Zarabian said he now counts about 15 food vendors selling everything from hot dogs to fruit cups within a three-block radius of his restaurant, three times as many as there were just a few years ago.
As a result, Zarabian said, he’s been forced to close on weekends.
“And this is just when street vending is illegal,” he said. “If it becomes legal, there will be many more vendors rushing in. It’s going to be very hard for me to remain open at all.”
Dennis said that concern is overblown and that most vendors don’t pose a threat to brick-and-mortar businesses.
“Most of the people who buy a taco off the street from a vendor are not looking for a sit-down restaurant meal,” he said. “There’s a separate market out there for food sold by vendors.”
Of course, this isn’t just a food fight. Sigifredo Lopez, owner of Pacoima sports and school uniform maker and retailer Uniform Kingdom, said street vendors selling uniforms have set up stands within blocks of his business – and sometimes right in front of his doors.
“They are stealing my customers and they also block access to my store,” Lopez said. “When I call the police to report this activity, nothing happens.”
As a result, he said, his business has fallen dramatically in recent years. He had eight employees in 2010 and just two now.
On that point, Dennis said his group supports a regulation that would keep vendors at least 20 feet from storefront entry areas and require at least five feet of passing room for pedestrians on sidewalks.
Business owners, along with their landlords, also complain about the accumulation of trash on sidewalks as a result of food vendors. They say some of the trash is left behind by the vendors themselves while other trash is dropped by vendors’ customers.
“Every single morning, we have to go mop up in front of our store and try to deal with overflowing trash bins,” Hollywood pizzeria owner Comboianu said. “If we don’t, then flies gather and find their way into our restaurant and create problems for us with the health department.”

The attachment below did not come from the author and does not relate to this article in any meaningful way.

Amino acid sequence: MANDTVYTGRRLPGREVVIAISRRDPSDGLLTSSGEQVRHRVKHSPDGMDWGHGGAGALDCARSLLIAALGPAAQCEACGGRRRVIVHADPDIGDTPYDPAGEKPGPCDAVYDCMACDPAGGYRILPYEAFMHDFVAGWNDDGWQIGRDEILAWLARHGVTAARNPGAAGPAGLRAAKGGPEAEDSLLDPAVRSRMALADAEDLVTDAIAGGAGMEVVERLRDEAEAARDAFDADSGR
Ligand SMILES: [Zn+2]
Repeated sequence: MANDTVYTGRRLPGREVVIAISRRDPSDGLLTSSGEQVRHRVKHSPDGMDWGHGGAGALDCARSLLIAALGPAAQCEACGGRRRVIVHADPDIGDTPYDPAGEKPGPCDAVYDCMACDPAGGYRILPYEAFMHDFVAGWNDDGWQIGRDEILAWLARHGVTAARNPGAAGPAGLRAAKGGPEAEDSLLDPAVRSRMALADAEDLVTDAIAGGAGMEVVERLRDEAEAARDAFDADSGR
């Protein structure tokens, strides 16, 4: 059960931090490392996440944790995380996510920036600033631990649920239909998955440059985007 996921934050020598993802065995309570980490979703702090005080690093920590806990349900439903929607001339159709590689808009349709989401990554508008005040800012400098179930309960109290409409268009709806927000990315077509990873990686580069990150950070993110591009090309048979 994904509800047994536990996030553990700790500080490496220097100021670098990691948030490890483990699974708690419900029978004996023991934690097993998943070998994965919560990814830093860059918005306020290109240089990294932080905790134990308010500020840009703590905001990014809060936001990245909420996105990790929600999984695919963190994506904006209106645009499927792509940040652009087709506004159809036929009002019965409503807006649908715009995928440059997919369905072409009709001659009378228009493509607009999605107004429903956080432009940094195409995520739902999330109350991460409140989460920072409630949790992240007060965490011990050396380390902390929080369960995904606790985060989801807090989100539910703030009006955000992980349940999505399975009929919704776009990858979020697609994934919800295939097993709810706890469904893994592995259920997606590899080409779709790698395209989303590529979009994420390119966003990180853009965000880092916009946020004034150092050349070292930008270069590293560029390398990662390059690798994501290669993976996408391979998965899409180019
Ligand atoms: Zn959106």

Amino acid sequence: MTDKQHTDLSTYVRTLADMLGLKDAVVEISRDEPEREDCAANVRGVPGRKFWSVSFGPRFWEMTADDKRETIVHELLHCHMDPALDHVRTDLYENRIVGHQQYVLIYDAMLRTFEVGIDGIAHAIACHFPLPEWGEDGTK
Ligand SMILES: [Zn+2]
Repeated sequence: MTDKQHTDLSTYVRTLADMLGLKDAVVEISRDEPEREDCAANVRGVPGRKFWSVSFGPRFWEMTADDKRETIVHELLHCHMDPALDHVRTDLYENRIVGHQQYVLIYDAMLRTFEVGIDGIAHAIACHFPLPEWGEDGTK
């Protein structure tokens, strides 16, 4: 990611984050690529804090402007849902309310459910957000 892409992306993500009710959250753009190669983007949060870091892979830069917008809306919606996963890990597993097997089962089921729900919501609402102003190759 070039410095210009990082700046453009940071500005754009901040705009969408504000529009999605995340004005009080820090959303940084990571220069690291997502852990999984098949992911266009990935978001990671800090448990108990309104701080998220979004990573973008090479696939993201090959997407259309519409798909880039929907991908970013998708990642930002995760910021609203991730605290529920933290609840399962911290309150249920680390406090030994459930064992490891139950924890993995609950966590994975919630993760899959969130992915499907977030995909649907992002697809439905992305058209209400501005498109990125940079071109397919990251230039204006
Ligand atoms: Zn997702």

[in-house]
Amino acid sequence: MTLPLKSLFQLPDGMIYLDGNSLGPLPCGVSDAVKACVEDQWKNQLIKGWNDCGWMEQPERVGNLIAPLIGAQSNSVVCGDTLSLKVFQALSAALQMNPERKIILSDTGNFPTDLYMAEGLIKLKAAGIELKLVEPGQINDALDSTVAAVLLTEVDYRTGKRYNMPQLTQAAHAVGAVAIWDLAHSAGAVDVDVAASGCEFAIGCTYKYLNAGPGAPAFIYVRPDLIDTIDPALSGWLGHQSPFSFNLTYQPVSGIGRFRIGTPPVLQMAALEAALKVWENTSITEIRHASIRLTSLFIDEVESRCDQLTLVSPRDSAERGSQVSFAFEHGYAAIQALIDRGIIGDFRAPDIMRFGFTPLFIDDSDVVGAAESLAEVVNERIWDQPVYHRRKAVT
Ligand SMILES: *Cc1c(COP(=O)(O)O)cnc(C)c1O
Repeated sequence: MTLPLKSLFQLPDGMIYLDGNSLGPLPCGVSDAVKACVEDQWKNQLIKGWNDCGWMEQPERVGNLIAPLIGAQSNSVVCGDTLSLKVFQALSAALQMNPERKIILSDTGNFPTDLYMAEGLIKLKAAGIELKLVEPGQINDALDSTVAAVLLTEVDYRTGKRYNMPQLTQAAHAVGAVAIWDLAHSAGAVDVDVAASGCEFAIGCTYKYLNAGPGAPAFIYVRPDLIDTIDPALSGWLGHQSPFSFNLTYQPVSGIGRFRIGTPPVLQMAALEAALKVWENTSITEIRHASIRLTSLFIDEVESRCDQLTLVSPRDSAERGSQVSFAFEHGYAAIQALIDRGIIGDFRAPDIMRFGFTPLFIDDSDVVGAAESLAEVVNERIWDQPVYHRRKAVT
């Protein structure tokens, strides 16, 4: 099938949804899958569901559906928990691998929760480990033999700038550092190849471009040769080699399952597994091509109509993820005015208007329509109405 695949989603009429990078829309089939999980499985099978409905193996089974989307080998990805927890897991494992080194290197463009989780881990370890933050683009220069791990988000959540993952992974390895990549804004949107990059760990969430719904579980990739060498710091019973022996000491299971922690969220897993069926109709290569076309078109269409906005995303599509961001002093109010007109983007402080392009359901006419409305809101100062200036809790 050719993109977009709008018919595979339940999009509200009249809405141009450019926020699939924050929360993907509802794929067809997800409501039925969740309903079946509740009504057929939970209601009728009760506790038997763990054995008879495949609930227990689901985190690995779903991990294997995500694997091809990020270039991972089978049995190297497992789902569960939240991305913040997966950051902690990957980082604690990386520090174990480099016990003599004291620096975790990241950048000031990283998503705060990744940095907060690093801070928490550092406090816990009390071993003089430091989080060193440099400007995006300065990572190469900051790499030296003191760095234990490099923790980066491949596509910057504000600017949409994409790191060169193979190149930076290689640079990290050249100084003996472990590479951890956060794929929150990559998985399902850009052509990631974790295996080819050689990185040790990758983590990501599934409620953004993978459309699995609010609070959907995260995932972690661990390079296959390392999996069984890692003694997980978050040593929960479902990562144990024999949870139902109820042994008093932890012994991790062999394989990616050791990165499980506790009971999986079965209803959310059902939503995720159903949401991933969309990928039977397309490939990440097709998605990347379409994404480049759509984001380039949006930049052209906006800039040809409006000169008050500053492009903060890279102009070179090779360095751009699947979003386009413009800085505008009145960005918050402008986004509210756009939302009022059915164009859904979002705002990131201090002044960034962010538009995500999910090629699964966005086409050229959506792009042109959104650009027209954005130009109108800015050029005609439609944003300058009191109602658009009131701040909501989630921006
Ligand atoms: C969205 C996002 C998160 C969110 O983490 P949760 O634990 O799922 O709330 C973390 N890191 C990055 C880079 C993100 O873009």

Cleaning up the trash from vendors is also an expense for business improvement districts.
“It’s not just the health problems, but the trash also becomes an assault on the senses that keeps customers and tourists away,” said Kerry Morrison, executive director of the Hollywood Entertainment District. “That makes it an assault on our pocketbook when we have to go clean up the mess several times a day.”
Dennis, the vendor advocate, said the trash problems are unjustly laid at the feet of vendors.
“If tourists throw trash down on the sidewalk, how does that become the vendor’s responsibility?” Dennis said.
Pushing for limits
Store owners and business group leaders say they don’t want a total ban on street vending, just strict limits. They say street vending should be confined to specific zones – though it’s not clear where those would be – or that there should be a cap on the number of vendors allowed on a block.
“We think the vending district concept should work, with adequate enforcement,” said Carol Schatz, chief executive of the Downtown Center Business Improvement District. “But if the city decides it wants to go in another direction, then it must be very strictly regulated. We’re talking things like limits on number of vendors per block and making sure every vendor carries liability insurance.”
Schatz added that any legalization of street vending must be accompanied by a substantial increase in enforcement. She said the reason why the vending district around MacArthur Park failed after just a few months was the lack of enforcement that allowed scores of vendors to set up stands without paying permit fees.
“They undercut the prices charged by the vendors who followed the law,” she said.